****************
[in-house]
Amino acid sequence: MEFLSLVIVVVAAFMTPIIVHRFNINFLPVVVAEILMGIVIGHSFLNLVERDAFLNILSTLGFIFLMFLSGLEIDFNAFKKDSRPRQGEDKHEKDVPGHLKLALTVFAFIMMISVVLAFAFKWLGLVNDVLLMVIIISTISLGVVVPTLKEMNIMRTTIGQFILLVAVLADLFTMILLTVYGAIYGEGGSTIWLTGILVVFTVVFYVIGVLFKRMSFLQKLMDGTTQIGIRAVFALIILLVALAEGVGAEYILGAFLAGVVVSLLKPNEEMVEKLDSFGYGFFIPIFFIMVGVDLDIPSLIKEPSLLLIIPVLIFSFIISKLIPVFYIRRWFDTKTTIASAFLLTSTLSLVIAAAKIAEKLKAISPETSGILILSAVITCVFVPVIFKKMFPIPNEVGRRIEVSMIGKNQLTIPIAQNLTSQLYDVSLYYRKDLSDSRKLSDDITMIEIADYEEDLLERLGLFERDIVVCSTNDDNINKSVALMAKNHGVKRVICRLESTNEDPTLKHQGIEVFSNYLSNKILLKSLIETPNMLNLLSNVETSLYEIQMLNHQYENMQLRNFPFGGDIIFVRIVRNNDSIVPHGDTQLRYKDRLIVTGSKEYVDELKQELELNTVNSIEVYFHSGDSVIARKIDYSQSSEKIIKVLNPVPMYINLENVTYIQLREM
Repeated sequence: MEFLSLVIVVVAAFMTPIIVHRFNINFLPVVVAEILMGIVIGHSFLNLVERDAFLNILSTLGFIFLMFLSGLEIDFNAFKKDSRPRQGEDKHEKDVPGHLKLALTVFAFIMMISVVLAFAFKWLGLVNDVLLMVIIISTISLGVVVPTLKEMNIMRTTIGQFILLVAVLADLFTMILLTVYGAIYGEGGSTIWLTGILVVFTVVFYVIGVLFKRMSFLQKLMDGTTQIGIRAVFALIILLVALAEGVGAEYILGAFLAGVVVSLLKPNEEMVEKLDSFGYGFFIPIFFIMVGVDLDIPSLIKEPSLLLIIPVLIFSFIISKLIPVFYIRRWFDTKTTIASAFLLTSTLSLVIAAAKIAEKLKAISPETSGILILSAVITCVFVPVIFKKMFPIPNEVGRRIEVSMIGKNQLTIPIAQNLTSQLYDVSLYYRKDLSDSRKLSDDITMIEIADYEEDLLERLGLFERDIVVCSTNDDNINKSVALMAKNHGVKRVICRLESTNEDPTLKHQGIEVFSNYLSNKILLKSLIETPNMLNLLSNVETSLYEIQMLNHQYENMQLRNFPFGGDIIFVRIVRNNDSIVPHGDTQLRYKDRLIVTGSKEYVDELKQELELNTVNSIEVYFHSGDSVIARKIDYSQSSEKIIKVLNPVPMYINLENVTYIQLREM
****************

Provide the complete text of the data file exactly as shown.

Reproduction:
[in-house]
Amino acid sequence: MEFLSLVIVVVAAFMTPIIVHRFNINFLPVVVAEILMGIVIGHSFLNLVERDAFLNILSTLGFIFLMFLSGLEIDFNAFKKDSRPRQGEDKHEKDVPGHLKLALTVFAFIMMISVVLAFAFKWLGLVNDVLLMVIIISTISLGVVVPTLKEMNIMRTTIGQFILLVAVLADLFTMILLTVYGAIYGEGGSTIWLTGILVVFTVVFYVIGVLFKRMSFLQKLMDGTTQIGIRAVFALIILLVALAEGVGAEYILGAFLAGVVVSLLKPNEEMVEKLDSFGYGFFIPIFFIMVGVDLDIPSLIKEPSLLLIIPVLIFSFIISKLIPVFYIRRWFDTKTTIASAFLLTSTLSLVIAAAKIAEKLKAISPETSGILILSAVITCVFVPVIFKKMFPIPNEVGRRIEVSMIGKNQLTIPIAQNLTSQLYDVSLYYRKDLSDSRKLSDDITMIEIADYEEDLLERLGLFERDIVVCSTNDDNINKSVALMAKNHGVKRVICRLESTNEDPTLKHQGIEVFSNYLSNKILLKSLIETPNMLNLLSNVETSLYEIQMLNHQYENMQLRNFPFGGDIIFVRIVRNNDSIVPHGDTQLRYKDRLIVTGSKEYVDELKQELELNTVNSIEVYFHSGDSVIARKIDYSQSSEKIIKVLNPVPMYINLENVTYIQLREM
Repeated sequence: MEFLSLVIVVVAAFMTPIIVHRFNINFLPVVVAEILMGIVIGHSFLNLVERDAFLNILSTLGFIFLMFLSGLEIDFNAFKKDSRPRQGEDKHEKDVPGHLKLALTVFAFIMMISVVLAFAFKWLGLVNDVLLMVIIISTISLGVVVPTLKEMNIMRTTIGQFILLVAVLADLFTMILLTVYGAIYGEGGSTIWLTGILVVFTVVFYVIGVLFKRMSFLQKLMDGTTQIGIRAVFALIILLVALAEGVGAEYILGAFLAGVVVSLLKPNEEMVEKLDSFGYGFFIPIFFIMVGVDLDIPSLIKEPSLLLIIPVLIFSFIISKLIPVFYIRRWFDTKTTIASAFLLTSTLSLVIAAAKIAEKLKAISPETSGILILSAVITCVFVPVIFKKMFPIPNEVGRRIEVSMIGKNQLTIPIAQNLTSQLYDVSLYYRKDLSDSRKLSDDITMIEIADYEEDLLERLGLFERDIVVCSTNDDNINKSVALMAKNHGVKRVICRLESTNEDPTLKHQGIEVFSNYLSNKILLKSLIETPNMLNLLSNVETSLYEIQMLNHQYENMQLRNFPFGGDIIFVRIVRNNDSIVPHGDTQLRYKDRLIVTGSKEYVDELKQELELNTVNSIEVYFHSGDSVIARKIDYSQSSEKIIKVLNPVPMYINLENVTYIQLREM